Laparoscopic or open abdominal surgery with thoracotomy for patients with oesophageal cancer: ROMIO randomized clinical trial

Chris Metcalfe*, Jane Blazeby, C Paul Barham, Kerry N L Avery, Richard Berrisford, Natalie S Blencowe, Rachel C M Brierley, Lucy A Culliford, Jenny L Donovan , Jackie Elliott, Kirsty M Garfield, Daisy M Gaunt, William Hollingworth, Rebecca Houlihan, Ben Howes, Marcus J Jepson, Rebecca Kandiyali, Anni B King, Chris A Rogers, Elizabeth WardPaul Wilkerson, Newton A C S Wong, Beverly A Shirkey

*Corresponding author for this work

Research output: Contribution to journalArticle (Academic Journal)peer-review


Objective: We investigated if hybrid oesophagectomy with minimally invasive gastric mobilisation and thoracotomy enabled faster recovery than open surgery.

Methods: In eight UK centres, this pragmatic randomised controlled trial recruited patients for oesophagectomy to treat localised cancer. Participants were randomly allocated to hybrid or open surgery, stratified by centre and receipt of neoadjuvant treatment. Large dressings aimed to mask patients to their allocation for six days post-surgery. We present the intention-to-treat analysis of outcome measures from the first three months post-randomisation, including the primary outcome, the patient-reported physical function scale of the EORTC QLQ-C30, and cost-effectiveness. Current Controlled Trials registration: ISRCTN 59036820 (feasibility study), 10386621 (definitive study).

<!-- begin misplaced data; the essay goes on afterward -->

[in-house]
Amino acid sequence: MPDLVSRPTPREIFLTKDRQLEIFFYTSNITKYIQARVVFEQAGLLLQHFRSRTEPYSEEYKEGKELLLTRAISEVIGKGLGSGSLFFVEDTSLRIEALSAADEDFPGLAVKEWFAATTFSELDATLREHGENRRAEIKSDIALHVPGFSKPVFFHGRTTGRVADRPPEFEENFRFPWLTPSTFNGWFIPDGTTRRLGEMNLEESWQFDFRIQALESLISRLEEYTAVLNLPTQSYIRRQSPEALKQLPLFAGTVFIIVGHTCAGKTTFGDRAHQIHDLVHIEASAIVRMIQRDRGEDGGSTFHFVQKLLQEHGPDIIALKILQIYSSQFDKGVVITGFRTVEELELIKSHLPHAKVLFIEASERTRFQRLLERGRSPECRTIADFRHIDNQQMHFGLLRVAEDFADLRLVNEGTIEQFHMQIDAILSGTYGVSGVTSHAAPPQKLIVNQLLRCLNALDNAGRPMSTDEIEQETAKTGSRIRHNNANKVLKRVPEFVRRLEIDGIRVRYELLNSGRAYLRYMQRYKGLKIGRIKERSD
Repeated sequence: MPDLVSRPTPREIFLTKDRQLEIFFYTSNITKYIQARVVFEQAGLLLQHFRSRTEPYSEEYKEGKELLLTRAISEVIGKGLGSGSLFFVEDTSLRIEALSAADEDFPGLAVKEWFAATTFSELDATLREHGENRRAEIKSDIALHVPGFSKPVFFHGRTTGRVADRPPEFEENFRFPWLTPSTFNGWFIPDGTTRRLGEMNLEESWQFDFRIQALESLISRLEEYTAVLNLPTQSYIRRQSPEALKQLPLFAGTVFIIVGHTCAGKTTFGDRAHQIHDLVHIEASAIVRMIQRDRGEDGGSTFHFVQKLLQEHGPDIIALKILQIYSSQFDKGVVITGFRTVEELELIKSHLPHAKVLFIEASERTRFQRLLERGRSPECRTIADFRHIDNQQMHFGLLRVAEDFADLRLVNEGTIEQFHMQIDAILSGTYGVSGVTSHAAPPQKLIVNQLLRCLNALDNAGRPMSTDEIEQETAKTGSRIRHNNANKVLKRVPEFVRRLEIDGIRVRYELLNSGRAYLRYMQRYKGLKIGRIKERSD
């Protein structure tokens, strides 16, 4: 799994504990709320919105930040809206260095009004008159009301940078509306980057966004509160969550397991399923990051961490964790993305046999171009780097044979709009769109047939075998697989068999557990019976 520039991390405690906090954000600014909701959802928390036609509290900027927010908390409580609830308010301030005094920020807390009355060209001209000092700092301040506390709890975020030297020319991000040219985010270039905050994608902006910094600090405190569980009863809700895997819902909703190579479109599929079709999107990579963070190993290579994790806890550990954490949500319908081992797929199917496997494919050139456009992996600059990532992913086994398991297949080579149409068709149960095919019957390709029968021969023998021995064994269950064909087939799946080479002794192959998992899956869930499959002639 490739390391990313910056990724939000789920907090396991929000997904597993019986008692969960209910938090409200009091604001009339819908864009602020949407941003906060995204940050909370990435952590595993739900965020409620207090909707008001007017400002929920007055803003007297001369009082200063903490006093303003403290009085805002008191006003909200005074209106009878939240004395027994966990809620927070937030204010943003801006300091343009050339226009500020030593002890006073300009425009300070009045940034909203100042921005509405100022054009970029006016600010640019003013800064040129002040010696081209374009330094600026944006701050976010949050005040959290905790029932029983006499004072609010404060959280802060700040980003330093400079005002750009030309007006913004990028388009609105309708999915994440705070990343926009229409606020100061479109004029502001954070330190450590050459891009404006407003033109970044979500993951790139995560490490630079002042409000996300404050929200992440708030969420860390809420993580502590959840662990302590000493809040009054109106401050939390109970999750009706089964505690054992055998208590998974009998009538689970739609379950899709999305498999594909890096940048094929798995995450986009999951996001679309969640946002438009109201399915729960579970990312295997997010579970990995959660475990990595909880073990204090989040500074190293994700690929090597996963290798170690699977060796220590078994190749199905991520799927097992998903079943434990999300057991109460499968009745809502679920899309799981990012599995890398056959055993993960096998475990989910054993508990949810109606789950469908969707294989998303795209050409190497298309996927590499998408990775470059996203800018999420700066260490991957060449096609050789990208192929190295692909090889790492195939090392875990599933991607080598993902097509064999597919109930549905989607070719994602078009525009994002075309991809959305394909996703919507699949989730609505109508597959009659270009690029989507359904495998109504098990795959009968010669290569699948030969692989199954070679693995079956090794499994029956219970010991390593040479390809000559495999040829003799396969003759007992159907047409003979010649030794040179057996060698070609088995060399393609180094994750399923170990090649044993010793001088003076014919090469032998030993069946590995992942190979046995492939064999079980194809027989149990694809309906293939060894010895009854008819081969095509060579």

Findings: There was no evidence of a difference between hybrid (n=267) and open (n=266) surgery in average physical function over three months post-randomisation: difference in means 2.1, 95% confidence interval -2.0 to 6.2, p=0.3. Complication rates were similar, for example 88 (34%) participants in the open and 82 (32%) participants in the hybrid surgery groups experienced a pulmonary infection within 30 days. There was no evidence that hybrid surgery was more cost-effective than open surgery at three months.

Conclusions: Patient reported physical function in the three months post-randomisation provided no evidence of a difference in recovery time between hybrid and open surgery, nor a difference in cost-effectiveness. Both approaches to surgery were completed safely, with a similar risk of key complications, suggesting that surgeons who have a preference for one of the two approaches need not change their practice.
Original languageEnglish
Article numberznae023
Number of pages11
JournalBritish Journal of Surgery
Issue number3
Publication statusPublished - 25 Mar 2024

Bibliographical note

Publisher Copyright:
© The Author(s) 2024. Published by Oxford University Press on behalf of BJS Foundation Ltd.

Structured keywords

  • HEHP@Bristol
  • BTC (Bristol Trials Centre)


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